Banks Turn Back on Fertiliser Project

3:26:30 PM | 7/8/2005

Banks Turn Back on Fertiliser Project


Local banks have refused to finance a major fertiliser plant project in the northern city of Haiphong, which had a designed output with the potential to cut the country's need for imported fertiliser in half, because of its perceived infeasibility and poor potential profitability.


Construction of the Dinh Vu DAP Fertiliser Plant began in 2003 at an estimated cost of US$172 million, but the project, which had been scheduled to be completed this year, has been moving at a snail's pace since then due to financial and other difficulties.


If completed, the plant is expected to produce about 330,000 tons of DAP fertiliser per year, meeting half of the country's annual demand for imported DAP fertiliser.


According to a State Bank of Vietnam (SBV) report, the Government last year directed the country's four major State-owned commercial banks to provide about US$75 million for the project. But two of the banks, the Foreign Trade Bank of Vietnam (Vietcombank) and the Bank for Industry and Commerce (ICB), have refused to share the credit risk after assessing the project, says the report.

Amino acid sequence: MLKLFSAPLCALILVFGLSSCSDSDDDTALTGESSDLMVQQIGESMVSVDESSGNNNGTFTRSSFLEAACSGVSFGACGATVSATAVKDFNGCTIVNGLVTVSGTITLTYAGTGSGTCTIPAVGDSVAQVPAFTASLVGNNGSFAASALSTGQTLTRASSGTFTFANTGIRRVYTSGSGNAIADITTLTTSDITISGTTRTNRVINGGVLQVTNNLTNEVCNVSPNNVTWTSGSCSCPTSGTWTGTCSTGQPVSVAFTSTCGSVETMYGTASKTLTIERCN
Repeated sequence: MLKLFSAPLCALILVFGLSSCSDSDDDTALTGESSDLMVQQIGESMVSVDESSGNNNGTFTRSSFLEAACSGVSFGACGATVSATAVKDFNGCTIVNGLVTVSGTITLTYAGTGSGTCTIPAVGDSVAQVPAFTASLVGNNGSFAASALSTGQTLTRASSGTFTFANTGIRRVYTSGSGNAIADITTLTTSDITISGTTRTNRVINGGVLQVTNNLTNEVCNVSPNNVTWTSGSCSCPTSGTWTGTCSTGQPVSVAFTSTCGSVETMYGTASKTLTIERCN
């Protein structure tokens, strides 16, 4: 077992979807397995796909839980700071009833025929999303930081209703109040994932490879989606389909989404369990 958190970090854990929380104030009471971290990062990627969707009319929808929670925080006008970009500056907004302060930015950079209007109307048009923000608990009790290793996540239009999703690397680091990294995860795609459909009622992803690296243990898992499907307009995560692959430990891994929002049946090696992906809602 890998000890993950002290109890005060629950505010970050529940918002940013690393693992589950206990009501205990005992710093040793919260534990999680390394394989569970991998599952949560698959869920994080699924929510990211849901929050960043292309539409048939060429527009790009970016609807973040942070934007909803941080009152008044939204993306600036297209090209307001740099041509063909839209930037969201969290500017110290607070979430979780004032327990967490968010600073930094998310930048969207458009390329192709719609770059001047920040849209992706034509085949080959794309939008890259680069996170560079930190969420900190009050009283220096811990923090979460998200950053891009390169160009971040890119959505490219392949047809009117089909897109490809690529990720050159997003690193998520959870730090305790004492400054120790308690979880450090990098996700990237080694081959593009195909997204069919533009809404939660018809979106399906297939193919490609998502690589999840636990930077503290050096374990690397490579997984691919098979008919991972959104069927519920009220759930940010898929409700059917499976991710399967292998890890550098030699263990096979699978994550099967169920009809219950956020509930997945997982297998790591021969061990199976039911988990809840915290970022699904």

The banks demurred that the project is financially inefficient, and its feasibility depends too greatly upon other related projects such as the upgrading of railway systems, the seaport, and an ore sifting line. Given the high risk of loss, the two banks stated that they would not provide credit unless the project is guaranteed by the Government.


Meanwhile, two other banks, Vietnam Bank for Agriculture and Rural Development (Agribank) and Bank for Investment and Development (BIDV), have agreed to lend US$39 million to the project under certain conditions, said the SBV. BIDV wants the Ministry of Finance to assure loan payment, interest and related loan-servicing expenses, and is asking the Government to exempt lenders from the project's financial appraisal process, the report stated.


According to Agribank general director Le Van So, the project's financial outlook is dim because the plant's projected price for fertiliser will be higher than that of imported product. The price will pose a challenge to the competitiveness of the plant, especially when the country is opening its market under the ASEAN Free Trade Agreement (AFTA).


The project is expected to suffer losses in its first five years of operation, and it is estimated to take an additional 13 years for the project to retire its accumulated debt, So added.


However, So commented, given the project's potential to substitute for import, and stabilise the fragile fertiliser market, the Government should step in to resolve the problem. For now, all of the banks are taking a wait-and-see attitude, and only a strong Government commitment may be enough to encourage them to provide credit to the project.